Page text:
Rat liver arginyl-tRNA synthetase is found in extracts either as a component (Mr = 72,000) of a high molecular weight aminoacyl-tRNA synthetase complex or as a low molecular weight (Mr = 60,000) free form. Previous studies suggested that the free protein arises from the complex-derived form by a limited proteolysis that removes the portion of the protein required for its association with the complex. In order to determine the location in the protein and some structural properties of this extra 12-kDa portion, the complex-derived and free forms were each extensively purified and compared by peptide mapping using limited V-8 protease digestion. The two proteins showed 7-8 peptide bands in common, as well as 1-2 unique bands each. Treatment of each of the proteins with carboxypeptidase Y prior to digestion with V-8 protease indicated that the two proteins have a common COOH-terminal peptide. Amino acid analyses of the two arginyl-tRNA synthetases revealed a strong similarity; however, the complex-derived form contained a large excess of basic amino acids. These results demonstrate directly that the complex-derived and free forms of arginyl-tRNA synthetase are closely related proteins, but that the former includes a basic, NH2-terminal extension absent in the free form. The role of this extra segment in the polyanion-binding properties of eukaryotic synthetases and in their structural organization into high molecular weight complexes is discussed.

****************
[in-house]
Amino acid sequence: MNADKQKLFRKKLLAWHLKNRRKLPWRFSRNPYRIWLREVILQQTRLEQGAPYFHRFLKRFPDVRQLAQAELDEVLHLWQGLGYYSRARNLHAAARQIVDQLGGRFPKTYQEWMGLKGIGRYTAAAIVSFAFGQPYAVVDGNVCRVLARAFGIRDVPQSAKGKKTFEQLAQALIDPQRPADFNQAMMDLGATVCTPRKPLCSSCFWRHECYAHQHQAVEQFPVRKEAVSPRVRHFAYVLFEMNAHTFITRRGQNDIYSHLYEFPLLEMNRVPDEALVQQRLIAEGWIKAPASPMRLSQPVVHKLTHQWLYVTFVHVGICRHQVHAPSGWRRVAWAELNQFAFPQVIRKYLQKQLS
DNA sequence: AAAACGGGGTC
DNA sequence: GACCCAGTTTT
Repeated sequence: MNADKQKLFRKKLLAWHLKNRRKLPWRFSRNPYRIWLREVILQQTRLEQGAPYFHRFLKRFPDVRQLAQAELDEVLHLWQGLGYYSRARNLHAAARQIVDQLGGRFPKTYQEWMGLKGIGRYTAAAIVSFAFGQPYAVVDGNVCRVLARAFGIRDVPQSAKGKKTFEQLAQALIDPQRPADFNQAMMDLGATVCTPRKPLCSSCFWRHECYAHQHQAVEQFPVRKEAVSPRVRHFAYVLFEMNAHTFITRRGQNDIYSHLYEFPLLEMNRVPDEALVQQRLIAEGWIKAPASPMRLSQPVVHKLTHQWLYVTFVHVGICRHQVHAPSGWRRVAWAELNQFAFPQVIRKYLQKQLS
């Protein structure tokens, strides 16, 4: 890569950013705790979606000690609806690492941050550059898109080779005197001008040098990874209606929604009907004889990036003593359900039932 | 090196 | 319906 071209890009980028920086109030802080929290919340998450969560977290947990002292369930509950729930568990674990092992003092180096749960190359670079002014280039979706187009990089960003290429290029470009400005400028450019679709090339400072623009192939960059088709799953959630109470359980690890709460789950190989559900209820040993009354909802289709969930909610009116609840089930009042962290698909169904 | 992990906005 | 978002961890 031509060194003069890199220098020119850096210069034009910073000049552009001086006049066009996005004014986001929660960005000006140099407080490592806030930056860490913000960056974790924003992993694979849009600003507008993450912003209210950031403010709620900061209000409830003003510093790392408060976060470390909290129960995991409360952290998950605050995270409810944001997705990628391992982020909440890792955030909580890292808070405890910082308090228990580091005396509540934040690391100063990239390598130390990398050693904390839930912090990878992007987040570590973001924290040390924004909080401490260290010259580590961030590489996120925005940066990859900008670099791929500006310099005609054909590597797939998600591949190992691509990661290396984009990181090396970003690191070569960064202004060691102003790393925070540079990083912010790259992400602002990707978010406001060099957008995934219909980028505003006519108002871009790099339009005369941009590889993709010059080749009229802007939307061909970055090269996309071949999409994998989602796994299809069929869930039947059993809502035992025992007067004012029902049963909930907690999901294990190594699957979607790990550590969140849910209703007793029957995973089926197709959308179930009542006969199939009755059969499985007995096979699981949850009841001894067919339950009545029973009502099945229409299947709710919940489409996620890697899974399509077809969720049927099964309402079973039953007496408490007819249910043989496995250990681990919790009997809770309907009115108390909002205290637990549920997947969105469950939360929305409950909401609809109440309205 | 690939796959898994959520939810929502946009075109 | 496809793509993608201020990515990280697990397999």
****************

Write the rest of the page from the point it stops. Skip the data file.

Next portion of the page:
|Original language||English (US)|
|Number of pages||4|
|Journal||Journal of Biological Chemistry|
|State||Published - Jul 25 1987|
ASJC Scopus subject areas
- Molecular Biology
- Cell Biology